Niccol crafts the first chicken scene to encourage the audience to respond to Vincent by sympathising with him and recognise how he (and other invalids) are seen as inferior. The scene begins with a mid-shot of the two brothers as children (which is why a sepia filter is present to create a sense of nostalgia) playing “blood brothers” where Vincent initiates by cutting himself with a shell, but when he passes the shell to Anton for his turn, a close-up reveals Anton’s disgusted facial expression as he shakes his head to decline Vincent. Throughout history, blood has been associated with sacrifice especially in religious rituals. In this scene, blood serves as a symbol of the sacrifices Vincent must make in order to be socially accepted. In contrast, Anton’s refusal to sacrifice his blood shows us how ‘valids’ like Anton do not need to sacrifice in order to succeed. We then see the brothers play “chicken” for the first time in the God’s eye view shot of the swimming race. We see Anton is comfortably leading in pole position while Vincent is further behind, persisting as he swims through seaweed. Anton seems to have a clear path as he swims whilst the murky seaweed water is only in Vincent’s direction. The seaweed represents the obstacles ‘in-valid’ Vincent will face in his journey to succeed in a discriminatory Gattaca society. We then see a close-up of confident Anton swimming further away as he yells “coward!” at Vincent, Anton’s snide dialogue does not receive a verbal response from Vincent. Instead we are shown another close-up, except this time of Vincent, as he looks up at the sky. Vincent does not dwell on his loss to genetically engineered Anton as that is expected, instead he remains concentrated on his one and only dream - to go to space as an astronaut. Although most brothers in our society have some sort of sibling rivalry, it is clear that the competition between Vincent and Anton is actually rooted in the ethical issues of genetic discrimination. Niccol presents Vincent as the underdog to evoke our sympathy but also to garner our support for him and his unwavering determination - a quality that could not be replicated in Anton through genetic modification. We as a society must not idealise genetic modification since human resilience as admirable as Vincent’s cannot be manmade.
The second chicken scene marks a turning point in Vincent’s journey and encourages us to see how it is in our human nature to try and prove people wrong. Niccol still presents the scene with the same warm sepia filter as the young brothers are teenagers at this point. In the eye-level mid shot of the siblings standing next to each other at the beach, we see Vincent take off his glasses - a sign of one of his many physical flaws. Then a high-angle shot reveals the boys swimming through clear water, with no seaweed this time, but more importantly Vincent is swimming side by side with Anton. In addition, a musical motif increases in pitch and pace to make us feel as if heartbeat is fastening with it and force us to feel Vincent’s adrenaline rush with him as he overtakes his genetically superior brother. Moments later, we are shown a close-up and low angle shot of Vincent saving a struggling Anton from drowning in the ocean. A stark contrast to how ‘in-valids’ and ‘valids’ have been portrayed so far in the film, Vincent narrated this scene as “the moment that made everything else possible.” Vincent who had nothing to lose and everything to gain managed to defeat his brother, a valid, for the first time. Finally he is given proof that he has the potential to achieve his dreams. We learn from Vincent that we should not become accustomed to the limitations imposed by society but instead embrace the challenge to prove them wrong through our human will - a choice all humans despite their genetic differences are capable of making. We cannot make change in our society if people become accustomed to discrimination instead of being determined to prove against it.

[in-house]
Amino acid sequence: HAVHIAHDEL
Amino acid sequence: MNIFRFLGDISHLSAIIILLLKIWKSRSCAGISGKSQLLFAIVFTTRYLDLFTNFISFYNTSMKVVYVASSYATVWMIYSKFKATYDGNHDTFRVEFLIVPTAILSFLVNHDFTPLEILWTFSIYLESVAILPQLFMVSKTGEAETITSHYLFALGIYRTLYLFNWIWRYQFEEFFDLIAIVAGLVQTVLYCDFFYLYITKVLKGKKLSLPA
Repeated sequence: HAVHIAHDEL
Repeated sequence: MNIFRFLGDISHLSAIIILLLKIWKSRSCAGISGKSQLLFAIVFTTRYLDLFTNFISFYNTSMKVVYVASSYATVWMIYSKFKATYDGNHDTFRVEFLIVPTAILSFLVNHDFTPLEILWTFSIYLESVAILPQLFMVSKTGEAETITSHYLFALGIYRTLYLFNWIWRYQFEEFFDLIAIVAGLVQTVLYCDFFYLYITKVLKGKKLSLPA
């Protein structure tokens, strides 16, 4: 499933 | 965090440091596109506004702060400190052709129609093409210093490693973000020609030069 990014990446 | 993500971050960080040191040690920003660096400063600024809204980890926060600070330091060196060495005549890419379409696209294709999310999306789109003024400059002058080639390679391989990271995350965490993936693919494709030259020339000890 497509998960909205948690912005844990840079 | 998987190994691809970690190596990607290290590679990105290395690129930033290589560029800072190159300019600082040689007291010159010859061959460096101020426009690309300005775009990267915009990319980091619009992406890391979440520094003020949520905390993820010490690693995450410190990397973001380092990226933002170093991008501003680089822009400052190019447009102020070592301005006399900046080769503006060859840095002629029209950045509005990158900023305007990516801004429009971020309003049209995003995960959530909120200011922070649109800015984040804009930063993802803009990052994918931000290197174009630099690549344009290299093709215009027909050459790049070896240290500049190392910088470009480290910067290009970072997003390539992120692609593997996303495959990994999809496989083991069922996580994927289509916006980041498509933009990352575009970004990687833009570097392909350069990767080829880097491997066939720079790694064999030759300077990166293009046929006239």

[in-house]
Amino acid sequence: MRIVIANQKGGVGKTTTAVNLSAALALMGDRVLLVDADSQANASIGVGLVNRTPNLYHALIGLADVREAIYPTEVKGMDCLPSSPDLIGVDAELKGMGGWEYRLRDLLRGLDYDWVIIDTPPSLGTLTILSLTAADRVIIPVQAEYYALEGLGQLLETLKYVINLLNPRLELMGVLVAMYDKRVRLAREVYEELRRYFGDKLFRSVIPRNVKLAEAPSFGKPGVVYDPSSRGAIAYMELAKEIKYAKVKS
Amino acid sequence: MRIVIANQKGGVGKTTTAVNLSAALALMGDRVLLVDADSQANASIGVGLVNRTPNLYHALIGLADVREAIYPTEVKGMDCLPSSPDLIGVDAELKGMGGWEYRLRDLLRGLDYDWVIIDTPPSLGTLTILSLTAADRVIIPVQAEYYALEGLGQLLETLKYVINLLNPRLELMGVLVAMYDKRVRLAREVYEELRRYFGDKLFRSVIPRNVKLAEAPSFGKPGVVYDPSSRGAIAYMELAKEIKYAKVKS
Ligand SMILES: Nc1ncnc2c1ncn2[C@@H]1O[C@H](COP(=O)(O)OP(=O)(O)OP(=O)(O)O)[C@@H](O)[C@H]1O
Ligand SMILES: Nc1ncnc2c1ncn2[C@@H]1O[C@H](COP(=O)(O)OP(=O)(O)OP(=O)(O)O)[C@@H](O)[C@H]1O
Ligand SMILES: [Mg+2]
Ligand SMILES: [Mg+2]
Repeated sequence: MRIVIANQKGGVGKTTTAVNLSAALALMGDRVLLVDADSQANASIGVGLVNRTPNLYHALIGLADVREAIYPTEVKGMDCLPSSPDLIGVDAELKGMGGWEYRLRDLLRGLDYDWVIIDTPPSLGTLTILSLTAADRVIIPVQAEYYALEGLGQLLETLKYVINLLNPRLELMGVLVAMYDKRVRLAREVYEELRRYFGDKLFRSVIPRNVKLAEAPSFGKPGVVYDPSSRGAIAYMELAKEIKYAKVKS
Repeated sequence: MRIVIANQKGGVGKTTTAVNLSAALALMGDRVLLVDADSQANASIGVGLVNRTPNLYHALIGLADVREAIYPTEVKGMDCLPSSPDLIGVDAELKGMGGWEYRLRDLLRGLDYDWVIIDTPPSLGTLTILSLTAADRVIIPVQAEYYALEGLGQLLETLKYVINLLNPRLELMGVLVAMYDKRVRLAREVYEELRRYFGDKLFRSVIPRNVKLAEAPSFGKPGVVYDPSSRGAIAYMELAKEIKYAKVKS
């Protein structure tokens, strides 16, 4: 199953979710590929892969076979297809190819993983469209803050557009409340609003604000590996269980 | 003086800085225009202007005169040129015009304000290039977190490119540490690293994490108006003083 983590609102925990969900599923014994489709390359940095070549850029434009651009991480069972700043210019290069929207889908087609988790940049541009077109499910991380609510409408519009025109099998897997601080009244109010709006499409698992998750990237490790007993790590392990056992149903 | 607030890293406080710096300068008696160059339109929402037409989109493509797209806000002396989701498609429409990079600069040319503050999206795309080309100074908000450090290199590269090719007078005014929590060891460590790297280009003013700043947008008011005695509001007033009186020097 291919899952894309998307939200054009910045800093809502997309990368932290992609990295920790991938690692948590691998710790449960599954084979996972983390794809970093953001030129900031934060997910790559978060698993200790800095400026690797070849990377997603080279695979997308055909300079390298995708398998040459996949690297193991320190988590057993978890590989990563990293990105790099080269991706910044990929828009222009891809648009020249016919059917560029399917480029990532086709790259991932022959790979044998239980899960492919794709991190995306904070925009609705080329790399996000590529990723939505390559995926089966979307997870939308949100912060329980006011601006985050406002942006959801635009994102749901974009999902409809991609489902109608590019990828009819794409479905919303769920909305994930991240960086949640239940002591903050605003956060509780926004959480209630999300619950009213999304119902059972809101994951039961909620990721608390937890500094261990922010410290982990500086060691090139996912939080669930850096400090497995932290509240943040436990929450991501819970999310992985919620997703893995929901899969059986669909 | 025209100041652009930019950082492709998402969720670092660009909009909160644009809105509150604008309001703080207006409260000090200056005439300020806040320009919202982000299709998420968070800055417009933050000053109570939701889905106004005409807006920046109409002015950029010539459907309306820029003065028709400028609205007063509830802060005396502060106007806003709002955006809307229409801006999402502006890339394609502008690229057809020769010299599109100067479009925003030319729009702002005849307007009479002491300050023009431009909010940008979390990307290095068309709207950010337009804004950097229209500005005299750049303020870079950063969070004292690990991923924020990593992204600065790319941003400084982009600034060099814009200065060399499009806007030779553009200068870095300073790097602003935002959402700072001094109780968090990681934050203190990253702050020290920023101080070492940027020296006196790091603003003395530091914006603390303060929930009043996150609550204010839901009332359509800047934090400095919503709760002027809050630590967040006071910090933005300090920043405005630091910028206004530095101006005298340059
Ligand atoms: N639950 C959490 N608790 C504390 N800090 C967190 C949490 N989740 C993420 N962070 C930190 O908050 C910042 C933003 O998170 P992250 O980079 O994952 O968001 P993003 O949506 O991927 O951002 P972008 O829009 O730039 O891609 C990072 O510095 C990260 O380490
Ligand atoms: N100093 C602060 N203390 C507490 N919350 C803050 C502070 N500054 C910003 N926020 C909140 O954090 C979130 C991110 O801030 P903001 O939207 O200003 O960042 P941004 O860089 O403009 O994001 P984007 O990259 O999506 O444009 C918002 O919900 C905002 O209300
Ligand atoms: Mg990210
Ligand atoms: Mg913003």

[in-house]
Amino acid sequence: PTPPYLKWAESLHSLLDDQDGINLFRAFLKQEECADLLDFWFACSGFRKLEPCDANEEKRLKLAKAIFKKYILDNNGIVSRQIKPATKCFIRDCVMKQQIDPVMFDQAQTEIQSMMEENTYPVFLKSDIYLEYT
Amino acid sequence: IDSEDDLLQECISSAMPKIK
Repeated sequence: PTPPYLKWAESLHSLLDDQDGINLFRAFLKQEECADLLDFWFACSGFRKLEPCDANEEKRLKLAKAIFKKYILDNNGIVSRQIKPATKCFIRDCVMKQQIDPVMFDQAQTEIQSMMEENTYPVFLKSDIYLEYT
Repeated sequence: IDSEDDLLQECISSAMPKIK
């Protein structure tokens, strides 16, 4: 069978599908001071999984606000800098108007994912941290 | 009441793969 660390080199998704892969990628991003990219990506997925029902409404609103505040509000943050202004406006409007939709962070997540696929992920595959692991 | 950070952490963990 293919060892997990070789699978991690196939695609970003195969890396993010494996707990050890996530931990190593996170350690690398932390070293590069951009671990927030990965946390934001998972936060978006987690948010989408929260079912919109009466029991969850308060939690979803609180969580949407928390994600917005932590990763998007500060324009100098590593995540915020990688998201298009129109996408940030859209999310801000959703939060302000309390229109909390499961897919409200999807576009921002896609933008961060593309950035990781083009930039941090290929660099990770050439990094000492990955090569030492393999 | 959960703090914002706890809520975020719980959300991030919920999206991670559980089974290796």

Lastly, Vincent’s final swimming race with Anton encourages us to question the ethics of genetic modification. By this point, they are both adults and now detective Anton has caught Vincent for his deception. The last ‘chicken’ scene begins with a wide-shot of the nighttime beach, more specifically the dark green stormy seas, combined with a dark key lighting to create a sense of danger and suspense. We then see a close-up of Vincent who’s confidently afloat despite the dangerous conditions when he says “you know how I did it Anton? I never saved anything for the swim back!” We learn from this dialogue that the reason why Vincent defeats Anton is because genetic modification cannot produce a gene for the human spirit, which Vincent admirably displays even in the greatest of adversities. Then a high-angle shot is shown of the brothers as Vincent swims towards Anton who is almost drowning in the choppy waters, though Vincent is looking up at his sky signifying his single-mindedness on his dream to reach for the stars and succeed against all odds. Although for most gene editing seems like an exciting prospect, through the character of Vincent, Niccol encourages us to think differently or at least consider the potential risks. Of course any parent would be tempted by CRISPR gene editing to ensure their child would be ‘physically perfect’ like Anton but why should that mean people like Vincent are ignored despite their natural indifference and human determination? If we want to avoid living in a dystopian world, we cannot punish people for something as natural as their genetics. Instead, as gene editing becomes popularised, we should accept as a society that the only person someone is destined to be is the person they themselves choose to become. Overall, Niccol crafts Vincent as a character with admirable determination to understand that although it is in our human nature as curious intellectuals to pursue technological advancements, our human bodies have limitations but our human spirit is boundless.